7 Things I Learned When Margaret Atwood Came to Town

Filed in The Writing Life by on April 14, 2015 • views: 1960

Atwood Painting 2She’s been one of my favorite authors since I was in my early 20s. I couldn’t believe she was coming all the way from Toronto to Idaho.

I’ve attended readings/lectures/signings with several of my writing heroes, including Andre Dubus III, Dennis Lehane, Ann Patchett, and Daniel Woodrell. They were all outstanding, to put it mildly, but in all cases, there were no more than a couple hundred people (at most) in attendance.

Ms. Atwood came to Boise University, so I expected a bit larger crowd, simply because of the students who would be there for class credit.

My friends, let me tell you.

Literary celebrities still exist, and Margaret Atwood is one of them.

All About Words

The room was packed. There were over 1,400 people, and maybe only half of them were students. The coordinator asked us to squeeze together so more attendees could find a seat. By the time Ms. Atwood made her entrance from the side door, there were no chairs left and the walls were lined with admirers.

She is 75 years old, which I never would have guessed at the time. I would have placed her in her early 60s. She wore a black pantsuit with a multi-colored scarf, her trademark curly hair the only thing that wasn’t perfectly in place. She was stooped a little in the shoulders, a “gnome-like elderly person” as she would later describe herself, but when she looked up there was a sharpness in her eye that dared you to underestimate her.

She came out with the dean of the honors school and made a beeline for her seat in the first row, but the audience wouldn’t have it. They spotted her and started clapping. More like thunderous applause. She nodded and continued to her seat.

There was the usual praiseworthy introduction. When the words “icon of literary genius” came out, Margaret chuckled, her small shoulders quivering. Then she rose and climbed the stairs to the podium, her papers in hand, set her book bag on the floor beside her, and started to speak.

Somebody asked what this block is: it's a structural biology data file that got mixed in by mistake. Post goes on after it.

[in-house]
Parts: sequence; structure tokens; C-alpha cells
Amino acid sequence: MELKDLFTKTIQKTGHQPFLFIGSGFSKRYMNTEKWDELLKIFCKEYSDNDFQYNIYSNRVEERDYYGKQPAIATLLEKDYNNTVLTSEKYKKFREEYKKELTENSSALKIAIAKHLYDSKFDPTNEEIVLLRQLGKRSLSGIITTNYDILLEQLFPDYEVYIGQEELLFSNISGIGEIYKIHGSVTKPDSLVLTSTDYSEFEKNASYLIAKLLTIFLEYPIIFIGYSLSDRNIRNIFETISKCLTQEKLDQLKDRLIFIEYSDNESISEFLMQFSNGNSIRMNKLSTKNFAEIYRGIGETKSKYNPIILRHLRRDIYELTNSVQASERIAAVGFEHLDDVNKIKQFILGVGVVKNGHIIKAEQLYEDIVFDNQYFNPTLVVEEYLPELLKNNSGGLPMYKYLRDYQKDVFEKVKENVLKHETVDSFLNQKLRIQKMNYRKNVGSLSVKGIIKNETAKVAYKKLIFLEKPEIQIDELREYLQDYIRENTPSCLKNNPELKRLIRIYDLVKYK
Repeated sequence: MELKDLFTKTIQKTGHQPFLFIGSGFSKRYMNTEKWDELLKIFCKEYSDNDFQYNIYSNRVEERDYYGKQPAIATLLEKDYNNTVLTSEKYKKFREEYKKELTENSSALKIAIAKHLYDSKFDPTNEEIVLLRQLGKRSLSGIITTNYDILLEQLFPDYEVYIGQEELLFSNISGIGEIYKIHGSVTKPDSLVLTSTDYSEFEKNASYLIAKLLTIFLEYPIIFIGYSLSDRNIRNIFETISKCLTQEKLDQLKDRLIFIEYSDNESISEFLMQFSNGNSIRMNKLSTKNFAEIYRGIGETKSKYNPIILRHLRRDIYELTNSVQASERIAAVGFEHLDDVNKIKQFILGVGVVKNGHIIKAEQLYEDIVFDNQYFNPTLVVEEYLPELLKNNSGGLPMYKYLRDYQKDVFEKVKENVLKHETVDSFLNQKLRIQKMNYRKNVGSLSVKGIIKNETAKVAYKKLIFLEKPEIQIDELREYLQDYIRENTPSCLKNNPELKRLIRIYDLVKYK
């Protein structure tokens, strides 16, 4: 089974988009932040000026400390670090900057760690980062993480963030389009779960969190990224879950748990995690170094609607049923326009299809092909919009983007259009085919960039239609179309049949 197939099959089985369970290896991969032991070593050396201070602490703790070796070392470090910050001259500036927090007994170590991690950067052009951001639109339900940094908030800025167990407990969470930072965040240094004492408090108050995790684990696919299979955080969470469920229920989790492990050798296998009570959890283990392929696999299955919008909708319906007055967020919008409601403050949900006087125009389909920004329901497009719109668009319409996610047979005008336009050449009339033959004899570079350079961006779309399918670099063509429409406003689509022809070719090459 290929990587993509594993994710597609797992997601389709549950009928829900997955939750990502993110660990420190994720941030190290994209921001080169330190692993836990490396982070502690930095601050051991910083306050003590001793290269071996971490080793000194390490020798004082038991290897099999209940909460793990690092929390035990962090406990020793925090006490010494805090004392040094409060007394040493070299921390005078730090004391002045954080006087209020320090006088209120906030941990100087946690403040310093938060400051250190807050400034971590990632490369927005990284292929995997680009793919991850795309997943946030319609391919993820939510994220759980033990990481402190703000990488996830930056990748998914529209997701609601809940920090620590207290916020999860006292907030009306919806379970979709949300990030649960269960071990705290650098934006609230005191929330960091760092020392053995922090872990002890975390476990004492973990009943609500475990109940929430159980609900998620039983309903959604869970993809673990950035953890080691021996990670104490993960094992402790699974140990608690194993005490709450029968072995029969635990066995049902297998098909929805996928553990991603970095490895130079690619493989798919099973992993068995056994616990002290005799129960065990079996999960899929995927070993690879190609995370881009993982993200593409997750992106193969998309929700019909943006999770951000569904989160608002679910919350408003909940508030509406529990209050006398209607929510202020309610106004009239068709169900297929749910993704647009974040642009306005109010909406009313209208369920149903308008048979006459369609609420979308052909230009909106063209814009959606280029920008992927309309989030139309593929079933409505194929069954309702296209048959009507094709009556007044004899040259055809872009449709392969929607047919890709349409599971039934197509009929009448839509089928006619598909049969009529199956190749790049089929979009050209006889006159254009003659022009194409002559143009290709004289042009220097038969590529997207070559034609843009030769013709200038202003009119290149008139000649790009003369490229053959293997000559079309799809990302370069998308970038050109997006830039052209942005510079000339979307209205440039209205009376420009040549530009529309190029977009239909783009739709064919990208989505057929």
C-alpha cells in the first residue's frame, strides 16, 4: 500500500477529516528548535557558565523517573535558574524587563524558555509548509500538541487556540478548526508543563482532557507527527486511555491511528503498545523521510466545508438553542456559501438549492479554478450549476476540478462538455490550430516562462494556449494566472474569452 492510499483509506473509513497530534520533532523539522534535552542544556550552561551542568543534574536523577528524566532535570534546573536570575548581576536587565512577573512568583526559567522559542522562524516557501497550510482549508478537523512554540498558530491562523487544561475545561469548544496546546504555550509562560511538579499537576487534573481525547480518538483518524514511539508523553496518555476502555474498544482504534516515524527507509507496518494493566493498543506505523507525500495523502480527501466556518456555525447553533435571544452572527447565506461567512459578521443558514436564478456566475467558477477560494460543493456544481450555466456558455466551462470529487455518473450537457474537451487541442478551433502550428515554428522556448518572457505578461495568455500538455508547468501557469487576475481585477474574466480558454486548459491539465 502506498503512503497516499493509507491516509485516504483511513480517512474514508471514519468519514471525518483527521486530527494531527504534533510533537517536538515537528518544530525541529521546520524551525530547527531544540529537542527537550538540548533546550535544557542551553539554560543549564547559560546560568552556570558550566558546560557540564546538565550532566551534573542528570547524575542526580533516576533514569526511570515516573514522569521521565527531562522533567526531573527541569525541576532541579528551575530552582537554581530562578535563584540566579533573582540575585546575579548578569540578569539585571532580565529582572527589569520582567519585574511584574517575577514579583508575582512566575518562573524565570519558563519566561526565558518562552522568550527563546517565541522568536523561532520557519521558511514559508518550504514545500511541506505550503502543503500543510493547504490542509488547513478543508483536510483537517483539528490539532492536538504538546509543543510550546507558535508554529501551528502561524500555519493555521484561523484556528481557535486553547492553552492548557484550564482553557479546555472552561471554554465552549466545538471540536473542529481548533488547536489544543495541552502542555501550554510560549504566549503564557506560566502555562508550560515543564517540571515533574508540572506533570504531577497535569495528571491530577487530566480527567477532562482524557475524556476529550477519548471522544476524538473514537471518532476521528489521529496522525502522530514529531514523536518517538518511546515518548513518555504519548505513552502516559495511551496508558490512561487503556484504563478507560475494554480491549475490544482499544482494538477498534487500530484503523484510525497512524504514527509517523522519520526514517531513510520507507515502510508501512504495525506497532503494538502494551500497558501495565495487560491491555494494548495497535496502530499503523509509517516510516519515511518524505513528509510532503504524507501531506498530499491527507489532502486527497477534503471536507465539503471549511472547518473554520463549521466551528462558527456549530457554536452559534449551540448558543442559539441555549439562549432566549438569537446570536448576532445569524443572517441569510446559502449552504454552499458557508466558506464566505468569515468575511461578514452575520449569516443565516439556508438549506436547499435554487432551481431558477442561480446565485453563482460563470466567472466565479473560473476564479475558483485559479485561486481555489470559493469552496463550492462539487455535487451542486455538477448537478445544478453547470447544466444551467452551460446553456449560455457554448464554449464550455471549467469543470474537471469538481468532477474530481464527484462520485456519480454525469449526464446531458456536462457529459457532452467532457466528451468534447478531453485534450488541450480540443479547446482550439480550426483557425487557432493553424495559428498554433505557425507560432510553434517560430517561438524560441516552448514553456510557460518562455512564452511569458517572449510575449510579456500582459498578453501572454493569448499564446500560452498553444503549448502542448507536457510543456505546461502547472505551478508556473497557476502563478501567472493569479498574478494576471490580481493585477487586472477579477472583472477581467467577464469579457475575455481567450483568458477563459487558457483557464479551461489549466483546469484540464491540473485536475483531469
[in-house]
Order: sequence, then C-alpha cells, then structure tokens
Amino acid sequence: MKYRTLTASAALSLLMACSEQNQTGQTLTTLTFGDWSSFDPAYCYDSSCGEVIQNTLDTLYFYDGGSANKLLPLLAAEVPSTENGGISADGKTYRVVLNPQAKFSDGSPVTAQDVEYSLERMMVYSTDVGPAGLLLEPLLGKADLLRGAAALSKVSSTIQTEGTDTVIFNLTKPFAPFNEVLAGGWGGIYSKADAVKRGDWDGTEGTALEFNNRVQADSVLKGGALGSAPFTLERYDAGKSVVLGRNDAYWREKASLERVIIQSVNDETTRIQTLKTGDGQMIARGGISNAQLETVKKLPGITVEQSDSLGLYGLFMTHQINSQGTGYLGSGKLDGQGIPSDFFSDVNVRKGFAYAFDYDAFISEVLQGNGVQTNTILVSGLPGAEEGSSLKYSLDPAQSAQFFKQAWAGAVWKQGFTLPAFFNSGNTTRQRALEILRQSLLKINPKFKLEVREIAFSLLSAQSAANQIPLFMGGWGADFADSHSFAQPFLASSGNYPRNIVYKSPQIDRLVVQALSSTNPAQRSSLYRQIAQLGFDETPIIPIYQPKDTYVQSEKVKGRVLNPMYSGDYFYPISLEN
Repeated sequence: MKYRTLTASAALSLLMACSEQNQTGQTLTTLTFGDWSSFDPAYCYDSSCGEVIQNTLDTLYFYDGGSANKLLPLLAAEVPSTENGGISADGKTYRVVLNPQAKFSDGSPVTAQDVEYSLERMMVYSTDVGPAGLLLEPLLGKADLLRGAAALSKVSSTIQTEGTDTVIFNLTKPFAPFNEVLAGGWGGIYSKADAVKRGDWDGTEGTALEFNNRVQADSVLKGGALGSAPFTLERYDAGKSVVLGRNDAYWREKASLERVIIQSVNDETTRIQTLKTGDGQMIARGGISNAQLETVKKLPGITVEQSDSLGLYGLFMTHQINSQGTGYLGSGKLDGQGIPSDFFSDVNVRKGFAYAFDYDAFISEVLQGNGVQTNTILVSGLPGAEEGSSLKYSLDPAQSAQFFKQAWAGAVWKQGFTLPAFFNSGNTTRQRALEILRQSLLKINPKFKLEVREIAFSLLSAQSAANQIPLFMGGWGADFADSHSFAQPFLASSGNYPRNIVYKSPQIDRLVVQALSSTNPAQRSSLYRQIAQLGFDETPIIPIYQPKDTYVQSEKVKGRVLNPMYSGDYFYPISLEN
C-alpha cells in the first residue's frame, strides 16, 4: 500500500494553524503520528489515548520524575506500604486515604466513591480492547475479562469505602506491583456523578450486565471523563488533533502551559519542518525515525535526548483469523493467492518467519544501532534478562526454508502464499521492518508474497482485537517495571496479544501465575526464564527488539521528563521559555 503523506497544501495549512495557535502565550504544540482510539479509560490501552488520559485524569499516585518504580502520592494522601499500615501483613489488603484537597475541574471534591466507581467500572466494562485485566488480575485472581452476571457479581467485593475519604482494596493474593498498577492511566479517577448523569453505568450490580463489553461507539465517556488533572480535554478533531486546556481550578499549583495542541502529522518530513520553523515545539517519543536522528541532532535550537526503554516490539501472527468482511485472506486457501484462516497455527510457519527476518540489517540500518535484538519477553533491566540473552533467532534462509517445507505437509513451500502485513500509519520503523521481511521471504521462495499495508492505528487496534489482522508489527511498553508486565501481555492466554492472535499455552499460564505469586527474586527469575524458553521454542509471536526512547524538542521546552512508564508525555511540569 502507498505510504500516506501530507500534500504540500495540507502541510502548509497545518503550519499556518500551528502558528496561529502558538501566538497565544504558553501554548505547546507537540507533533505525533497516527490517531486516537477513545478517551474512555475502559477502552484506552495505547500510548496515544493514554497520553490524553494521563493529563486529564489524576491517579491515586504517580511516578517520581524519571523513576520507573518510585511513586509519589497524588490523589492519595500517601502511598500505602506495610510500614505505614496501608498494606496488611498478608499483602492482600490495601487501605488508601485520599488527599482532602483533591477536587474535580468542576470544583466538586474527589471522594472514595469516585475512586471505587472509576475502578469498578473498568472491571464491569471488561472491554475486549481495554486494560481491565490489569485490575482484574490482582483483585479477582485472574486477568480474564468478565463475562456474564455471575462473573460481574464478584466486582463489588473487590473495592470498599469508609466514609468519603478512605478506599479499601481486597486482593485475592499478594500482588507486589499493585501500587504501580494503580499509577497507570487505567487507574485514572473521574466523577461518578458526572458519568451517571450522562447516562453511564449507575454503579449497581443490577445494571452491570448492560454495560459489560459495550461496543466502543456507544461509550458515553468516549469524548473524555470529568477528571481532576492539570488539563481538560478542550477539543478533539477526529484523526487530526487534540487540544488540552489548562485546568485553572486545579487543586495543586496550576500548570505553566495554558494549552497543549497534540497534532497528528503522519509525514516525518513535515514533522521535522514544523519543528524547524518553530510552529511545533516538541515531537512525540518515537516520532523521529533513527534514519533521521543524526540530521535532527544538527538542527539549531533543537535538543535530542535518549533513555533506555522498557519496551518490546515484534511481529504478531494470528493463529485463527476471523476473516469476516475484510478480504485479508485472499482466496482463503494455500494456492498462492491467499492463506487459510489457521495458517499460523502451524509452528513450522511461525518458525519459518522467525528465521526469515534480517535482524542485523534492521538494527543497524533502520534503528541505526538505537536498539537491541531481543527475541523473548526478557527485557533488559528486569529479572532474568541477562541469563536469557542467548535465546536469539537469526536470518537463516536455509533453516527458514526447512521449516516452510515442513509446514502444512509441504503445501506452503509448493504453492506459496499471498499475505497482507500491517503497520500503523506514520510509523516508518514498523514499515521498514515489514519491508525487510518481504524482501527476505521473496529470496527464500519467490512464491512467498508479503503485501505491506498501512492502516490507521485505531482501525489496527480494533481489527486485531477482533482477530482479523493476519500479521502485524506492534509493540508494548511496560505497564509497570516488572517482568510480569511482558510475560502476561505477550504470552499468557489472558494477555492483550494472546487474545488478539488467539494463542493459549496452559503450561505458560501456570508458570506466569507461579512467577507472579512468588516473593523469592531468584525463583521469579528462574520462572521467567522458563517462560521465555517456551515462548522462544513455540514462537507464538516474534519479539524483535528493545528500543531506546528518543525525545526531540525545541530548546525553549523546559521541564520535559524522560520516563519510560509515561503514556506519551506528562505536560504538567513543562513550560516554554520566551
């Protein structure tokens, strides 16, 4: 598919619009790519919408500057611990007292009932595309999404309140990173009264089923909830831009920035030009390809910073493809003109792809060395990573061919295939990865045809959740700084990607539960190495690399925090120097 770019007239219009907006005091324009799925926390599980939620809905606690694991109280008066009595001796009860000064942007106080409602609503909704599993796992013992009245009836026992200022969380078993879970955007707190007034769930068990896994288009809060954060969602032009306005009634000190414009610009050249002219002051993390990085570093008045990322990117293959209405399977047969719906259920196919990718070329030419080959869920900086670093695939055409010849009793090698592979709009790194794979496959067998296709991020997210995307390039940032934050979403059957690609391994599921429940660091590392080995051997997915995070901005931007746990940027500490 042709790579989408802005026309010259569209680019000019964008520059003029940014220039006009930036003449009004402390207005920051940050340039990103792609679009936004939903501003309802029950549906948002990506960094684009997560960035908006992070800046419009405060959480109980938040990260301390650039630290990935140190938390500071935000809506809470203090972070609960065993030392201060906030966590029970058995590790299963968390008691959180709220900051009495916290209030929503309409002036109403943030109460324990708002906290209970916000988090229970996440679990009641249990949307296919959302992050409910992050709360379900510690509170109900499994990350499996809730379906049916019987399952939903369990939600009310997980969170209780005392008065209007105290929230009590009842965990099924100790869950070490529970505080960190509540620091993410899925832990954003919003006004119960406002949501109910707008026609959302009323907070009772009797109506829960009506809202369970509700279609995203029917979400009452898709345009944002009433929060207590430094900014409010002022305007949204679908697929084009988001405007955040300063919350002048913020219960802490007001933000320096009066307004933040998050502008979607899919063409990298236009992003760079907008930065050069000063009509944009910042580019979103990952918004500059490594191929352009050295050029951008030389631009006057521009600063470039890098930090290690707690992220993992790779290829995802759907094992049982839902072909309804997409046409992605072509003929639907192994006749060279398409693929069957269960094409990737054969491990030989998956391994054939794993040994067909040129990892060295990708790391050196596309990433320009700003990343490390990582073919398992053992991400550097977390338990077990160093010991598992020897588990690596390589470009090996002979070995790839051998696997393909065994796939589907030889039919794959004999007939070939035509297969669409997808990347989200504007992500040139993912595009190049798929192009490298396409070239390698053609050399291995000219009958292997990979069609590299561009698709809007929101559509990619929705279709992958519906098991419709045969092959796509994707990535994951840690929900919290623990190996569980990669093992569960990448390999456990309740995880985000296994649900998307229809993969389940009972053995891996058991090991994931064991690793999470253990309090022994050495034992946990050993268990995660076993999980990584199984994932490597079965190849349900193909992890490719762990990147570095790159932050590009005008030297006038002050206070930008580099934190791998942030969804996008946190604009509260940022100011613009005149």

I won’t try to regurgitate what she said. What I will do is pull out a few pieces that stayed with me to pass along to you, in case you may glean from them some of the benefits I did.

I can also tell you that within the first five minutes, Ms. Atwood had us all laughing so hard we were crying. This lady is funny! She spoke on the topic of “Expression and the Power of Words,” and in the process, covered a myriad of sub-topics, including the controversial new “Clean Reader” app, the danger of censorship, the history of how humans have evolved using language, the importance of freedom of speech, choosing the right words for one’s novels, and how words and language may continue to evolve into the future.

Trust in a Future Reader

She closed her talk by telling us about the Future Library Project, for which she’s been chosen as the first contributing author. Scottish artist Katie Paterson recently launched the 100-year project, for which the Future Library Trust will invite one “outstanding” author to contribute a new piece to the collection each year. The author can write anything, as long as it’s on the theme of “imagination and time.”

In 2114, the trees that were planted in Nordmarka, Norway to mark the beginning of the project will be cut down to provide the paper on which the texts will be printed, published, and (hopefully!) read by, as Ms. Atwood noted, readers not yet born, out of parents not yet born.

“What a pleasure,” she told The Guardian. “You don’t have to be around for the part when if it’s a good review the publisher takes credit for it and if it’s a bad review it’s all your fault. And why would I believe them anyway?”

She told us that language will have evolved by then, and that she wondered how much of her text would be difficult for future readers to understand.

“Will the meaning of words have changed in that time?” she wondered. “Will anyone be there to read it?” How curious  to imagine her writing voice suddenly awakened long after her own was silenced.

But the project is not so different from what writers do every day, she told us. “Writing is always a vote of confidence in the future, as it presumes a future reader.”

The 7 Things I Learned

At the conclusion of her talk, Ms. Atwood took questions for about 10-15 minutes. Some of the things I list below came from that part of the event. Then she signed books, which ended up taking at least an hour and a half!

The line stretched down the long university hallway and then doubled back on itself, with people standing patiently for over an hour to receive the coveted signature, many of them reading Ms. Atwood’s books while waiting.